True, according to the monks who still keep a 900-year-old hospice running at the top of the 8,114-ft pass of the Col de Grand St-Bernard.

As far as they can tell, the idea grew up many decades ago after a stuffed hero of the passes, Barry, was left in the basement of a Swiss museum. Museum workers used to eat their lunches in the basement, and, it seems, one of them left his portable wine barrel hanging round Barry's neck. The barrel was found when the museum rehabilitated the famous dog, and, judging it picturesque, the curators left it there. The rest is history.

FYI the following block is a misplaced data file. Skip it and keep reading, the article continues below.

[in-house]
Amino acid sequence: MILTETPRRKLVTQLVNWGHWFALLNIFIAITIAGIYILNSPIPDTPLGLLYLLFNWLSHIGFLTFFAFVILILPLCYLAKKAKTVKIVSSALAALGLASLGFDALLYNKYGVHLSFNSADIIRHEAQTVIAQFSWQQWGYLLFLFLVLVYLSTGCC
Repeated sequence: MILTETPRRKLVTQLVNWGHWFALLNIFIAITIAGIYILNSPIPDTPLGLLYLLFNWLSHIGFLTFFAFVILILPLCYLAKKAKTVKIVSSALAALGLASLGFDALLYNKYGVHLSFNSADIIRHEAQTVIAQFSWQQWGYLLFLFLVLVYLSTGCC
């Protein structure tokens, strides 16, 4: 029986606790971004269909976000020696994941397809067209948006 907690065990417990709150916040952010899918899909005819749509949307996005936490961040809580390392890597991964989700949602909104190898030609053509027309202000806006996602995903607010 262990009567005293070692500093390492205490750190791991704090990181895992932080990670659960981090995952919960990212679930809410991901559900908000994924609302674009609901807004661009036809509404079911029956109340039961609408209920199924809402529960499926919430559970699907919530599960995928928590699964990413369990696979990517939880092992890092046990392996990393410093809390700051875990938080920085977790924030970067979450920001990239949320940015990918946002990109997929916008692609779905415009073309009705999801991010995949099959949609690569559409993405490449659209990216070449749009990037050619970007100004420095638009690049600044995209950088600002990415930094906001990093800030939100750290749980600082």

The dogs themselves are still very much in evidence as they breed and pass the summer in kennels at the top of the pass. They are no longer used for avalanche search and rescue, however, having ceded their place to lighter, helicopter-friendly pedigrees.

Heavy wire also keeps any traveller from trying to approach the great animals: local Swiss still remember the day when one of the St Bernards chose to gobble up one too-curious child for lunch, even though it may have had no brandy to chase it down with.